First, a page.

Caballero? Ranchero? El Camino? A real truck?



I wanted to buy an old beater truck, than found El Camino’s, Caballero’s and Ranchero’s. Are they reliable? I don’t mind a project, but we have a new child and I need something reliable. My wife wants me to buy an old truck that doesn’t need any repair. Anything old is going to need some TLC. There are several old utility trucks on Craigslist and E-bay in Northern VA/Wash DC. I’m especially interested in the Caballero/Camino on e-bay http://cgi…95689&rd=1

Does this look like a good deal? I’m hesitant to buy any car that I haven’t driven or had looked at by a mechanic. If necessary, I can wait…but


They’re just as reliable as the trucks since they use the same running gear, etc.
I can’t say whether this particular vehicle is a good deal or not. It all depends on how it checks out and the final price.

I’ve owned a '66 Ranchero that was a pretty decent vehicle and a friend of mine, now deceased, owned at various times 3 of the 70s era Rancheros. They were reliable everyday drivers that he used as shop vehicles also.

My brother in law currently has an El Camino like the one you linked to and it has been an outstanding vehicle. He’s owned it for about 18 years, drives it a lot, and he told me the only problem he has ever had was an alternator failure.
My neighbor also had one (SS version) that was pretty reliable, but someone made him an offer on it he couldn’t refuse.


Unless you live nearby, I’d pass on them. You must see the truck, drive it, and have it checked by a mechanic to see what it needs. And with a new child, you might want a truck with a back seat - if all 3 of you will ride in the truck.


I think it depends on what your expectation for this vehicle is. If you want a neat 2nd car to play around with that can double as a utility vehicle, I’d say go for a car-truck! But if you want something that will haul the most stuff for the least cost, I’d say stick with a real truck. The problem with the Ranchero and El Camino is that the old ones are based on big full-size cars that weren’t terrribly efficient. A full-size pickup with a 6-cylinder engine will get about the same mileage as either of those car-trucks and give you a lot more room. Alternatively, if you don’t need a ton of room, a mid-80’s 2wd compact truck will get better mileage, be more reliable, and won’t take up as much room, but will be a yawn to own.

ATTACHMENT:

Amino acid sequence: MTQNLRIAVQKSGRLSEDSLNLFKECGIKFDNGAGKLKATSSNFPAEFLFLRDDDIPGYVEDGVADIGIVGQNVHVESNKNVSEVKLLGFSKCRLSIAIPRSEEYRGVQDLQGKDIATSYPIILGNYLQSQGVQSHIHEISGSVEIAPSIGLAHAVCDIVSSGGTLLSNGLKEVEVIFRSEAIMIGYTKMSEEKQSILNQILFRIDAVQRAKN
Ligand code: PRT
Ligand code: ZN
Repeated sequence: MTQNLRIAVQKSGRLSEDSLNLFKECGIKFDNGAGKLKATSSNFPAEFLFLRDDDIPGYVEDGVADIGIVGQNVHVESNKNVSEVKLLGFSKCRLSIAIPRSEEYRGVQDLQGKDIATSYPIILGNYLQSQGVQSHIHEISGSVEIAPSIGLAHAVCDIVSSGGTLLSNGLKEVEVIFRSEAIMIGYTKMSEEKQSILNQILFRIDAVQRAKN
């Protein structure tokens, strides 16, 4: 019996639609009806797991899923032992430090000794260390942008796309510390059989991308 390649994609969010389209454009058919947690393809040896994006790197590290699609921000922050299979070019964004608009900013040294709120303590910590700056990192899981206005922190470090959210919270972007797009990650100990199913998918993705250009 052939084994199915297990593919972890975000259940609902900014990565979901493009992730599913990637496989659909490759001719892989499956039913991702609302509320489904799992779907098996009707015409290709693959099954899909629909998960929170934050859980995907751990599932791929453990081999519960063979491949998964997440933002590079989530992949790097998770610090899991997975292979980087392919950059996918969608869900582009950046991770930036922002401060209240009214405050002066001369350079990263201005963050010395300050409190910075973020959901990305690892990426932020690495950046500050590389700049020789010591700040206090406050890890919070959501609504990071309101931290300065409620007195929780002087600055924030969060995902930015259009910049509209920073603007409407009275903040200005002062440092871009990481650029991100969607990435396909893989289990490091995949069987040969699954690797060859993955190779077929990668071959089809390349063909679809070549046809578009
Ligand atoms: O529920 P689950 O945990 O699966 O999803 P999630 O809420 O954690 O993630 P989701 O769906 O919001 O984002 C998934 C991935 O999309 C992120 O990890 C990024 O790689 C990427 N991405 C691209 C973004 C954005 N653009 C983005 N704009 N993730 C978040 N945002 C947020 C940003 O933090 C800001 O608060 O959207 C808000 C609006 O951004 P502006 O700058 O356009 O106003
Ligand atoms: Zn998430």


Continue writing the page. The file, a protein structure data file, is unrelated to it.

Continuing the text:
Plus for some reason there is a certain ahh… social stigma to owning a car-truck that you will have to decide that you are okay with.


Plus for some reason there is a certain ahh… social stigma to owning a car-truck …

You might be a redneck if …


Plus for some reason there is a certain ahh… social stigma to owning a car-truck that you will have to decide that you are okay with.

What would that be?
I’ve said numerous times that those vehicles were ahead of their time, since all these crossover vehicles are coming onto the market. The closest thing to an ElCo is the Subaru Baja. I wonder how well an ElCo would sell if they brought it back.


The Chevy SSR is similar to an ElCamino… and it didn’t sell very well.

In Australia, Ford makes a Falcon ‘Ute’ which is a Falcon RWD sedan with a truck bed, and apparently it’s very popular down there. Since Ford may be replacing the Crown Vic with the Falcon, maybe Ford will bring up the ‘Ute’ version as well.


Here’s some info on the ‘Ute’:


I forgot about that SSR, and it seems they don’t make them anymore. It seems that they took just about every idea and threw it into one vehicle. 2 seat hard top convertible, a truck bed that’s closed up so you can’t really use it, and new-retro styling.
Put in a bench seat, take that tonneau cover off, and you might have something.


I think Bill Clinton said it best, “When I was a younger man and had a life, I owned an El Camino pickup in the '70s. It was a real sort of Southern deal. I had Astroturf in the back. You don’t want to know why, but I did.”


The El Camino is a great little truck. My first car was an ElCo, and I loved it. It was an ‘80 that I bought with a blown engine for $400. Rebuilt the engine for less than $800 and it ran like a champ. Man, I miss that car; had to sell it in order to move. I would highly recommend it. Nothing like a good ol’ Chevy V8 for reliability and ease and cost of repairs. Of course, don’t expect to be able to tow or 4-by in it.


I love my el Camino (1976 with 210,000 miles). I’ve had it about 8 years now and have not worked on it other than routine maintenance. The last of the big bodies was 1977. The 350 V8 was smogged in 1973 and doesn’t have the horsepower of the earlier versions, but is still adequate. I have air shocks and can carry 1000+ lbs in the bed no problem. I beg to differ about the coolness factor. These machines are beyond redneck now. You need to get one. I am respected where ever I drive.